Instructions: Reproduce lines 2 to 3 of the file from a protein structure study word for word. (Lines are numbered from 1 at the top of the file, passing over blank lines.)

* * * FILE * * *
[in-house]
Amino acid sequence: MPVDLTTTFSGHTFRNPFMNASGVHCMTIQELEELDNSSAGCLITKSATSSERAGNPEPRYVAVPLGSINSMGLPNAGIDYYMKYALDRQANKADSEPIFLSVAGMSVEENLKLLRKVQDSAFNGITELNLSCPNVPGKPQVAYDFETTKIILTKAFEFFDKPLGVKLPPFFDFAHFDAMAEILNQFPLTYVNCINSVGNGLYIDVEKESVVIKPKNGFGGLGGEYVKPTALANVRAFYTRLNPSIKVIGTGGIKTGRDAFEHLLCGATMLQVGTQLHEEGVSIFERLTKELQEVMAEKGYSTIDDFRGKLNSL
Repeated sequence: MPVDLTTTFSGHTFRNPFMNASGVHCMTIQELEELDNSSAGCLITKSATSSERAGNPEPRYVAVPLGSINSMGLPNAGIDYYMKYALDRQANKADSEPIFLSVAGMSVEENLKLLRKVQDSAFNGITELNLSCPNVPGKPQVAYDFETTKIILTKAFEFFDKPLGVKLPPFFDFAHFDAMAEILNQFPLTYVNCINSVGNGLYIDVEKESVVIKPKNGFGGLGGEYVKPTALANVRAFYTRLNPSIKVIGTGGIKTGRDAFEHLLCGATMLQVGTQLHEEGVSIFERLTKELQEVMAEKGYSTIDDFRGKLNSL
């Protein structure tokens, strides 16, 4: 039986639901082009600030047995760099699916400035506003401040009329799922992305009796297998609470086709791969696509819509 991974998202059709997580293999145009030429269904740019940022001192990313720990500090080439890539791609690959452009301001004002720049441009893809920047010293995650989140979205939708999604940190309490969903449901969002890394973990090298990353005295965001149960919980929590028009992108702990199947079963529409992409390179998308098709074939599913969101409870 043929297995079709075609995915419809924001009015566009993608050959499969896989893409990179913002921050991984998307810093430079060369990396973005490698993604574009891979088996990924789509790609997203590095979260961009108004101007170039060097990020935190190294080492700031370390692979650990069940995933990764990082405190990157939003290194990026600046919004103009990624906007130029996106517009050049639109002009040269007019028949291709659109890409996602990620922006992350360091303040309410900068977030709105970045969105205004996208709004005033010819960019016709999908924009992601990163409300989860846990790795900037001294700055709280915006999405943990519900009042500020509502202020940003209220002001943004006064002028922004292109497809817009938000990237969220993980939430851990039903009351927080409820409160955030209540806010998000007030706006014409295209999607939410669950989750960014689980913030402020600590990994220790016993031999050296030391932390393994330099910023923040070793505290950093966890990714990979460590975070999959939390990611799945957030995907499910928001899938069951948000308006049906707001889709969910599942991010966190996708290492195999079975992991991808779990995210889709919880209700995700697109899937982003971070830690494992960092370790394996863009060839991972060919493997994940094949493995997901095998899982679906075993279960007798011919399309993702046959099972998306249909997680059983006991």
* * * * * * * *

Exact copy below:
Amino acid sequence: MPVDLTTTFSGHTFRNPFMNASGVHCMTIQELEELDNSSAGCLITKSATSSERAGNPEPRYVAVPLGSINSMGLPNAGIDYYMKYALDRQANKADSEPIFLSVAGMSVEENLKLLRKVQDSAFNGITELNLSCPNVPGKPQVAYDFETTKIILTKAFEFFDKPLGVKLPPFFDFAHFDAMAEILNQFPLTYVNCINSVGNGLYIDVEKESVVIKPKNGFGGLGGEYVKPTALANVRAFYTRLNPSIKVIGTGGIKTGRDAFEHLLCGATMLQVGTQLHEEGVSIFERLTKELQEVMAEKGYSTIDDFRGKLNSL
Repeated sequence: MPVDLTTTFSGHTFRNPFMNASGVHCMTIQELEELDNSSAGCLITKSATSSERAGNPEPRYVAVPLGSINSMGLPNAGIDYYMKYALDRQANKADSEPIFLSVAGMSVEENLKLLRKVQDSAFNGITELNLSCPNVPGKPQVAYDFETTKIILTKAFEFFDKPLGVKLPPFFDFAHFDAMAEILNQFPLTYVNCINSVGNGLYIDVEKESVVIKPKNGFGGLGGEYVKPTALANVRAFYTRLNPSIKVIGTGGIKTGRDAFEHLLCGATMLQVGTQLHEEGVSIFERLTKELQEVMAEKGYSTIDDFRGKLNSL